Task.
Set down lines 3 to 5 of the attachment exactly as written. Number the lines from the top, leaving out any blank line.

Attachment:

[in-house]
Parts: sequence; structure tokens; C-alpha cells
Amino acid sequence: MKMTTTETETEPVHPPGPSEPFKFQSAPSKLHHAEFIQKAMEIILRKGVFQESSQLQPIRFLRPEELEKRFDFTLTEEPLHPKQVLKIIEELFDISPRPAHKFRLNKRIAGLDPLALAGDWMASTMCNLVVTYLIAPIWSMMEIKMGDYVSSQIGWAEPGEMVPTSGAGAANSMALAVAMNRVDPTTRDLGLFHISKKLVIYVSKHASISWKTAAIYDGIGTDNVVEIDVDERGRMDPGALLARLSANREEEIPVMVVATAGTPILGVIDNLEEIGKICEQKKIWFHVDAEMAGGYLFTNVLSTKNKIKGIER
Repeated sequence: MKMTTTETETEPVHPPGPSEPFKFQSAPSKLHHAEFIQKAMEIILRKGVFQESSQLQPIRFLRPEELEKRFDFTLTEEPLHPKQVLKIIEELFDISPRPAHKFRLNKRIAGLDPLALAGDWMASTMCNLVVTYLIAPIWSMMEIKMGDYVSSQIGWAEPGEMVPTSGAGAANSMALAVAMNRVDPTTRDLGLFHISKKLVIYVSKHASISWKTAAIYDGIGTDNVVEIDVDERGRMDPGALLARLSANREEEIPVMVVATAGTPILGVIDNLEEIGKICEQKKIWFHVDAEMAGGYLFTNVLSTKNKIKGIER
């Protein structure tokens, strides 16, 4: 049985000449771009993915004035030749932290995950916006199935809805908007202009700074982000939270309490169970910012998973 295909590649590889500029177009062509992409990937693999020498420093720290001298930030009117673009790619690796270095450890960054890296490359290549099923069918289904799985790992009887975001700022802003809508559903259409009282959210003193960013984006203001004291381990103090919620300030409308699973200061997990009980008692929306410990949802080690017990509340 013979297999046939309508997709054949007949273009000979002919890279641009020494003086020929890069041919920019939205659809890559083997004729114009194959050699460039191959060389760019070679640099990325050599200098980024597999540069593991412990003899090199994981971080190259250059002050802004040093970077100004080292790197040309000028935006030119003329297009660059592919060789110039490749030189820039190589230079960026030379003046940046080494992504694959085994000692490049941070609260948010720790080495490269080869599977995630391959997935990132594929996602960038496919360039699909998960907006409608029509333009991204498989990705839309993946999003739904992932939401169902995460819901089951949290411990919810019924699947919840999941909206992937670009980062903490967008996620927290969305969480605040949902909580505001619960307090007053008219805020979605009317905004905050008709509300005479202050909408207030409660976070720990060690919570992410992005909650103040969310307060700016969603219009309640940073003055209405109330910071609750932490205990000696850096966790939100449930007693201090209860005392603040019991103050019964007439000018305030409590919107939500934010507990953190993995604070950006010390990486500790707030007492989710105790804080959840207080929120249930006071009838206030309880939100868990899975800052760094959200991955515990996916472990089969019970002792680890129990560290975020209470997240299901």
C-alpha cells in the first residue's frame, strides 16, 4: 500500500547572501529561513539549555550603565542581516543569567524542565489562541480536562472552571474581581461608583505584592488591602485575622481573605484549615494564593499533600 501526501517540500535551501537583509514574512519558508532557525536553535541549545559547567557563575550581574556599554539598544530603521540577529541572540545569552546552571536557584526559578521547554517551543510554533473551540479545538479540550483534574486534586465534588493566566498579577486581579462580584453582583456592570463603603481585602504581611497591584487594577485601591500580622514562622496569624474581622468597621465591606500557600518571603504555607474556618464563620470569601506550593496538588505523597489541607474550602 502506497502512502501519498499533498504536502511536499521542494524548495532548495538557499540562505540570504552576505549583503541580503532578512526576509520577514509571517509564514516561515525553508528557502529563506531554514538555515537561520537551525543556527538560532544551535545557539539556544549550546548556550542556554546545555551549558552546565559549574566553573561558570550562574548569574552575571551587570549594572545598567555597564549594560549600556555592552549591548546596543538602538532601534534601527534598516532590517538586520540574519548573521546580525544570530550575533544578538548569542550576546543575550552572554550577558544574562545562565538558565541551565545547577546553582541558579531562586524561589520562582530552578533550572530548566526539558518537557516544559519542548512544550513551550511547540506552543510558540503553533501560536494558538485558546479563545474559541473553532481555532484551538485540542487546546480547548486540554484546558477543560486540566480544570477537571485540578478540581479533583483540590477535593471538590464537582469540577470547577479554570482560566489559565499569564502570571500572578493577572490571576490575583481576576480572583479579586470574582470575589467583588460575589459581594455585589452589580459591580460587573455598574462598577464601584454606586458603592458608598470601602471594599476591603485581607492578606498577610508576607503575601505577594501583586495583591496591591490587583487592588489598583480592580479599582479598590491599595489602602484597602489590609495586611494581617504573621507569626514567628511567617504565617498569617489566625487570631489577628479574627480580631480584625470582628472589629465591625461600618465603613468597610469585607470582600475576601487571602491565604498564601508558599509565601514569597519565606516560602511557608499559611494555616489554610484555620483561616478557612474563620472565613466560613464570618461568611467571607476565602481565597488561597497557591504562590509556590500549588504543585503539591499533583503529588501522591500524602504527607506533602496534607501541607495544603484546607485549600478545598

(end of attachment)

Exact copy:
Amino acid sequence: MKMTTTETETEPVHPPGPSEPFKFQSAPSKLHHAEFIQKAMEIILRKGVFQESSQLQPIRFLRPEELEKRFDFTLTEEPLHPKQVLKIIEELFDISPRPAHKFRLNKRIAGLDPLALAGDWMASTMCNLVVTYLIAPIWSMMEIKMGDYVSSQIGWAEPGEMVPTSGAGAANSMALAVAMNRVDPTTRDLGLFHISKKLVIYVSKHASISWKTAAIYDGIGTDNVVEIDVDERGRMDPGALLARLSANREEEIPVMVVATAGTPILGVIDNLEEIGKICEQKKIWFHVDAEMAGGYLFTNVLSTKNKIKGIER
Repeated sequence: MKMTTTETETEPVHPPGPSEPFKFQSAPSKLHHAEFIQKAMEIILRKGVFQESSQLQPIRFLRPEELEKRFDFTLTEEPLHPKQVLKIIEELFDISPRPAHKFRLNKRIAGLDPLALAGDWMASTMCNLVVTYLIAPIWSMMEIKMGDYVSSQIGWAEPGEMVPTSGAGAANSMALAVAMNRVDPTTRDLGLFHISKKLVIYVSKHASISWKTAAIYDGIGTDNVVEIDVDERGRMDPGALLARLSANREEEIPVMVVATAGTPILGVIDNLEEIGKICEQKKIWFHVDAEMAGGYLFTNVLSTKNKIKGIER
């Protein structure tokens, strides 16, 4: 049985000449771009993915004035030749932290995950916006199935809805908007202009700074982000939270309490169970910012998973 295909590649590889500029177009062509992409990937693999020498420093720290001298930030009117673009790619690796270095450890960054890296490359290549099923069918289904799985790992009887975001700022802003809508559903259409009282959210003193960013984006203001004291381990103090919620300030409308699973200061997990009980008692929306410990949802080690017990509340 013979297999046939309508997709054949007949273009000979002919890279641009020494003086020929890069041919920019939205659809890559083997004729114009194959050699460039191959060389760019070679640099990325050599200098980024597999540069593991412990003899090199994981971080190259250059002050802004040093970077100004080292790197040309000028935006030119003329297009660059592919060789110039490749030189820039190589230079960026030379003046940046080494992504694959085994000692490049941070609260948010720790080495490269080869599977995630391959997935990132594929996602960038496919360039699909998960907006409608029509333009991204498989990705839309993946999003739904992932939401169902995460819901089951949290411990919810019924699947919840999941909206992937670009980062903490967008996620927290969305969480605040949902909580505001619960307090007053008219805020979605009317905004905050008709509300005479202050909408207030409660976070720990060690919570992410992005909650103040969310307060700016969603219009309640940073003055209405109330910071609750932490205990000696850096966790939100449930007693201090209860005392603040019991103050019964007439000018305030409590919107939500934010507990953190993995604070950006010390990486500790707030007492989710105790804080959840207080929120249930006071009838206030309880939100868990899975800052760094959200991955515990996916472990089969019970002792680890129990560290975020209470997240299901």